COVID crisis caused many teachers, new and experienced, to consider leaving their profession.
Barely a month into her first year of teaching last fall, Shayna Goldstein, a science teacher at Thornton Middle School, was asked to take over a class for an older colleague who didn’t want to do in-person instruction in the midst of a pandemic.
“I thought, ‘I’m young, I’m healthy — I’ll probably be fine,’” said Goldstein, 25.
Still, it served as a jarring reminder that the 2020-21 school year — filled with disruptive quarantines, mask mandates and disjointed remote learning — was not what she’d expected.
“I think nothing could have prepared me for this,” Goldstein said. “This was not something I had practiced in my student teaching.”
Despite it all, Goldstein isn’t marching for the exits. She’s eager to embark on a second year of teaching on Wednesday, when Adams 12 Five Star Schools’ academic year starts.
“I’m excited to have the kids back — I’m really excited to see them,” she said. “I’m hoping this year will be somewhat normal.”
For others, the pandemic and its uncertainty and instability caused them to reconsider their work. According to a survey conducted by the Colorado Education Association in February, 40% of licensed teachers across the state said they were considering leaving the profession.
The percent considering an end to a teaching career among Colorado educators in their 20s, which includes many teachers just starting out, was 32%.
School safety concerns and unmanageable workloads brought on by the pandemic were cited as major reasons for the dissatisfaction among teachers. And there’s no guarantee the situation will clear up soon as new cases of COVID-19, driven by the highly infectious delta variant, continue surging across the country.
“We are certainly having deep concern about recruiting teachers into the profession,” Colorado Education Association President Amie Baca-Oehlert said. “It was challenging for all teachers.”
However, early-career teachers share a “profound hope” that the new school year will “move us back to that normal,” said Elizabeth Davis, state director of the Professional Association of Colorado Educators. And above all, she said, they are seeking the stability that was sorely lacking last year.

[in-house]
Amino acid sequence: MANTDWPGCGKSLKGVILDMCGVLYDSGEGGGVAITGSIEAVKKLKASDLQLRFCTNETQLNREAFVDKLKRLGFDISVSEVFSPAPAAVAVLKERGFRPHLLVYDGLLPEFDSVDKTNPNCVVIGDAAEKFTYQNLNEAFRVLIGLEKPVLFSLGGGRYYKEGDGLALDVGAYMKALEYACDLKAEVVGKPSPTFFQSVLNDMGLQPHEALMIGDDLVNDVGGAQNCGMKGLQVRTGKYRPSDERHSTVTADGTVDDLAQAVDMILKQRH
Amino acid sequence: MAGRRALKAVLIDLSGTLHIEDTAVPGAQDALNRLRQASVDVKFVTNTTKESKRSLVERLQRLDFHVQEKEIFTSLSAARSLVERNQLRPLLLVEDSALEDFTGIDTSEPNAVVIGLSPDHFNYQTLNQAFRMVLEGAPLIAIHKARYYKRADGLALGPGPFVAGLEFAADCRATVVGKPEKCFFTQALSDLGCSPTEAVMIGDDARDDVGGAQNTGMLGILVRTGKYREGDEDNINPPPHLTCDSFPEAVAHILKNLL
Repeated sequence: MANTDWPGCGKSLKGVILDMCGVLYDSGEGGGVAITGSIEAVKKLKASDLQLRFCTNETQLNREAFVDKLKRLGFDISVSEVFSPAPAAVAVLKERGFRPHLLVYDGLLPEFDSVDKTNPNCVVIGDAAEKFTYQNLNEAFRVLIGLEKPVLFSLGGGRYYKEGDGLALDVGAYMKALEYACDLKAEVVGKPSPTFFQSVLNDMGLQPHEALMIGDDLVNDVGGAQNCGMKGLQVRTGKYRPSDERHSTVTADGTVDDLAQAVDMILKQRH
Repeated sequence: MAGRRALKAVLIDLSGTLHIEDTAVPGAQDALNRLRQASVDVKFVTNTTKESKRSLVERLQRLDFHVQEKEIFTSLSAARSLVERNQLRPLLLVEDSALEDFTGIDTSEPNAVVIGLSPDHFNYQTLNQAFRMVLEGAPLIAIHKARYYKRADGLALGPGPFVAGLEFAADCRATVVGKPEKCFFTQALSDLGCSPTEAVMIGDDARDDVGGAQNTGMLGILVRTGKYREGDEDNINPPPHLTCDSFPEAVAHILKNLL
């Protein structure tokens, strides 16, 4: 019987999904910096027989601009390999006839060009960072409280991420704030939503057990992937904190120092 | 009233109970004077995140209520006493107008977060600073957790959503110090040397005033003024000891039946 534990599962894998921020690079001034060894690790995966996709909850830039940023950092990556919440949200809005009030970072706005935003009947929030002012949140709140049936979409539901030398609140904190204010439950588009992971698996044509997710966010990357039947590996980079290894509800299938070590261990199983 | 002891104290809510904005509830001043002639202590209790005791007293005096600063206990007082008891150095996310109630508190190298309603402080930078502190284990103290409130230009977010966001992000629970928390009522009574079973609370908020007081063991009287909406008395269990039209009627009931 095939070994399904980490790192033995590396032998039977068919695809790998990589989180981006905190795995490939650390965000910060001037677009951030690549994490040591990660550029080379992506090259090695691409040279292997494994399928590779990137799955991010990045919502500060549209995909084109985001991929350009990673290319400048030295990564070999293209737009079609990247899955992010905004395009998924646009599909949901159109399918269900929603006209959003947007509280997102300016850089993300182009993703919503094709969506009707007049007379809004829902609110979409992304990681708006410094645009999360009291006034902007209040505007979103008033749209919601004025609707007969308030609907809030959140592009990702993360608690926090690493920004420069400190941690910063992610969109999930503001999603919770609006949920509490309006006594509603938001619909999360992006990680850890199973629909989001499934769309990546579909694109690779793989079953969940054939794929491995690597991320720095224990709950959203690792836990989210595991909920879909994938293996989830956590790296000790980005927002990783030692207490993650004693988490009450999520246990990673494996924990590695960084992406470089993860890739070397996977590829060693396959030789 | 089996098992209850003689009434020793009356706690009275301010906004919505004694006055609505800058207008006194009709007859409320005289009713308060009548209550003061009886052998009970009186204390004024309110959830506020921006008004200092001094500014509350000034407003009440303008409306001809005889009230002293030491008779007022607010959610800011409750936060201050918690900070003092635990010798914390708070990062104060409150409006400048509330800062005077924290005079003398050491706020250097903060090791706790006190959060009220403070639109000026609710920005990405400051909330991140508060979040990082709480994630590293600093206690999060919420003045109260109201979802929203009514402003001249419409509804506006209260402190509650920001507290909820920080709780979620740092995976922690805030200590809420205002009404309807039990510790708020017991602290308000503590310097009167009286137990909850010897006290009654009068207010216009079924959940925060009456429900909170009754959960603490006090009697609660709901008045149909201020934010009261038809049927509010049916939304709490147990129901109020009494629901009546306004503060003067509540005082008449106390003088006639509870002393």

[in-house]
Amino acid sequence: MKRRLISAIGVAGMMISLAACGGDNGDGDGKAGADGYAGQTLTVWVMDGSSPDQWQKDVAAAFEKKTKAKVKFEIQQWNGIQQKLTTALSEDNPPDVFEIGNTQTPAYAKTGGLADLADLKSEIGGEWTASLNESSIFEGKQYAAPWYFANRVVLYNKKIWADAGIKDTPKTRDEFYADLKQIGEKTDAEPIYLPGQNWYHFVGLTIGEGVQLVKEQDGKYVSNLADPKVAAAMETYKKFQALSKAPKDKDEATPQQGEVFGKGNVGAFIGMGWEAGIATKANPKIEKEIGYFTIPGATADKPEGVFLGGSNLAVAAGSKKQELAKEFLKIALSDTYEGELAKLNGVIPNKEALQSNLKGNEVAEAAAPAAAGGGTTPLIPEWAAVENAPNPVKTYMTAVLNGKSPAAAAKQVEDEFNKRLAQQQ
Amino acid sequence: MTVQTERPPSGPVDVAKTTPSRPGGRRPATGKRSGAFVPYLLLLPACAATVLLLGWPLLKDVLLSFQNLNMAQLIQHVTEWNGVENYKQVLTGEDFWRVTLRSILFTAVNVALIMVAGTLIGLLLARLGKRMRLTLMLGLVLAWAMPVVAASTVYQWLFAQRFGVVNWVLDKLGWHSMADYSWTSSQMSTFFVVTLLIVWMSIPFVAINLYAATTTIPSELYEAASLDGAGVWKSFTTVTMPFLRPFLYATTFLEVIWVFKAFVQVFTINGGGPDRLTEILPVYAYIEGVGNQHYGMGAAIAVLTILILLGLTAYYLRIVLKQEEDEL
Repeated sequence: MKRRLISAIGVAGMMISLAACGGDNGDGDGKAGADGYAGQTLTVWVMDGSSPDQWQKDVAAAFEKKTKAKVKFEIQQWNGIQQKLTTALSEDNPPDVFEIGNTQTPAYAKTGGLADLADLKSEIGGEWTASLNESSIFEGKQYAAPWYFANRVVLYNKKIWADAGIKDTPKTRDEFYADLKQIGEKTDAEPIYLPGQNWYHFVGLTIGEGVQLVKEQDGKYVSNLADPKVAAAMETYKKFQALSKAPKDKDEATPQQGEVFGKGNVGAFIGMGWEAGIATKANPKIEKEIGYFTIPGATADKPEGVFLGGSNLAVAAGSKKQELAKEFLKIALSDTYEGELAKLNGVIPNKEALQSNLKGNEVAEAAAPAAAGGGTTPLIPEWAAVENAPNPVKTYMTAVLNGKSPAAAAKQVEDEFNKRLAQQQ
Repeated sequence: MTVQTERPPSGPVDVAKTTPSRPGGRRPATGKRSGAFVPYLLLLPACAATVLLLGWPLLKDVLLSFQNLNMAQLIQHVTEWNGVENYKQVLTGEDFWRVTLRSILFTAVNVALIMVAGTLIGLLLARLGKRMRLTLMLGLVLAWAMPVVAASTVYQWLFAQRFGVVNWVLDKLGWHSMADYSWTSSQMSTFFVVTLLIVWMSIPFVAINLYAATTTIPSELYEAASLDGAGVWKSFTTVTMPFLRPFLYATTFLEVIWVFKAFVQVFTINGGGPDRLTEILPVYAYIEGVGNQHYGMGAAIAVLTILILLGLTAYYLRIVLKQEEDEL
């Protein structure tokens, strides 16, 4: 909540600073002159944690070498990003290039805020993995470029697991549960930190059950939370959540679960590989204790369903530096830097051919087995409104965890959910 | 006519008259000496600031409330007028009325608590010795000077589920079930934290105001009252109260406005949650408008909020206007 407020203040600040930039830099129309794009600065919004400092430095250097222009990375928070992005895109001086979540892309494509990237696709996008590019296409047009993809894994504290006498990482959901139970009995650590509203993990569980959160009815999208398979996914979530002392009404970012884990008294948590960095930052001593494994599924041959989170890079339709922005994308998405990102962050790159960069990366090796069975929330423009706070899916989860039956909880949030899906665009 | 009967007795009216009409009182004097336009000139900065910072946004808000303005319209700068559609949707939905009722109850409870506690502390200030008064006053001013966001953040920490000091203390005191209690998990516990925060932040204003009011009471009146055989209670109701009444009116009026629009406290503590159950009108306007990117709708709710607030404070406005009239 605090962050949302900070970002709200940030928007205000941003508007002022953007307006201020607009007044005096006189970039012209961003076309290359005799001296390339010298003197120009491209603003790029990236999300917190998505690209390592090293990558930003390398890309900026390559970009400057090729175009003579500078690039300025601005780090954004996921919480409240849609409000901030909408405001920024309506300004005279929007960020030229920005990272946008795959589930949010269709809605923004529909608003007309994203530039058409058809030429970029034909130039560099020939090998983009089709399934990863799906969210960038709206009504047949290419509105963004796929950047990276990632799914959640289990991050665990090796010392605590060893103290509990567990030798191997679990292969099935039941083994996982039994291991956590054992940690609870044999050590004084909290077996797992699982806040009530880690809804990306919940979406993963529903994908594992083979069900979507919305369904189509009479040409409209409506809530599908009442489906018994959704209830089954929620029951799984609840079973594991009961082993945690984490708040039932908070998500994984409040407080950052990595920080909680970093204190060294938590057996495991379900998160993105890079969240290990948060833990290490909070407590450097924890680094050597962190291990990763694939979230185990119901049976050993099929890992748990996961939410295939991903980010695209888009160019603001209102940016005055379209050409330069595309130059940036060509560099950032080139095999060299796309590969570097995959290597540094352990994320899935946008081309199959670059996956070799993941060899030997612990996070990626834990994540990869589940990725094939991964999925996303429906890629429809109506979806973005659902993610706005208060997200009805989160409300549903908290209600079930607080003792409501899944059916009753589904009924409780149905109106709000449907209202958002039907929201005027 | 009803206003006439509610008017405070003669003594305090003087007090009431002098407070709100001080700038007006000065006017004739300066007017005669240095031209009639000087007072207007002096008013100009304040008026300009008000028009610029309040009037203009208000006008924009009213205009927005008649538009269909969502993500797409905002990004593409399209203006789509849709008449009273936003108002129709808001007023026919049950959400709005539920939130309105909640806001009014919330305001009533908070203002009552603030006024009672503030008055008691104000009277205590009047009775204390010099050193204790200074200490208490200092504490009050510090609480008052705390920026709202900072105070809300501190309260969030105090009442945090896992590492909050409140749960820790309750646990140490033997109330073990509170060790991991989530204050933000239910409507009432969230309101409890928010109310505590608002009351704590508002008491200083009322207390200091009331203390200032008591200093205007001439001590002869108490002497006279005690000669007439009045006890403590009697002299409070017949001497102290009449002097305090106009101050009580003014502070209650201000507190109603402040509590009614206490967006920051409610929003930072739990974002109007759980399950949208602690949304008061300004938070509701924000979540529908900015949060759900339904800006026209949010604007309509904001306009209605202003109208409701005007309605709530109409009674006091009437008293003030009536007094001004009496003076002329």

“Our new educators are extremely excited to be face-to-face with students,” Davis said. “Fundamentally, new teachers come in looking forward to building those relationships.”
Tim Hernández, an energetic 24-year-old who began with Denver Public Schools in January, is “very excited to have all my students back in the classroom.”
“Not just having class on a microphone but having it in person,” said Hernández, who’s a senior English teacher at North High School. “Of course I have hope — I teach kids.”
A February survey from MissionSquare Research Institute, a Washington, D.C.-based non-partisan organization that helps local governments attract and retain workers, showed a sharp decline in education employees’ job satisfaction since the onset of the pandemic.
Among K-12 teachers, satisfaction fell from 69% in March 2020 to 44% in October 2020, and 41% of K-12 employees said they were working more hours last fall than prior to the pandemic.
Hernández said he can vouch for the increased workload reported by his colleagues around the country. He was forced to manage a class that was split between kids physically in the room with him and those attending via computer.
“We did hybrid learning, which was awful,” he said. “We had kids doing class from their bathtub, from their shower or from their closet because that was the only quiet place they could find. It was really hard to come into class and create that sense of urgency and relevancy.”
Describing himself as “Latino” and “loud,” Hernandez said he loves “to get up and move.” But he found himself corralled behind a pane of clear plastic at his desk, his face and the faces of his students obscured by masks.
“We couldn’t teach the way we were taught to teach,” he said.
Goldstein had the same issues at Thornton Middle School.
“I tried to make the online kids and the in-person kids feel they were all together,” she said. “There were a lot of ups and downs.”
Despite the difficulties the pandemic heaped on the last school year, there could be lessons gleaned going forward, said Silvia Noguerón-Liu with the University of Colorado at Boulder.
“Teachers may have to change the way they teach from how they were trained — they can expand their repertoire,” the associate education professor said. “We have an opportunity to rethink or do differently things that may have not been working for children before the pandemic.”
Goldstein is convinced that the way the pandemic force-fed technology into every aspect of education will likely be one of its lasting legacies. Getting up to speed on how to conduct classes over Zoom while juggling a live classroom of kids, she said, was akin to learning how to drive a stick shift — overwhelming at first, but hardly a deterrent to following her chosen career path.
“I was meant to do this,” Goldstein said.
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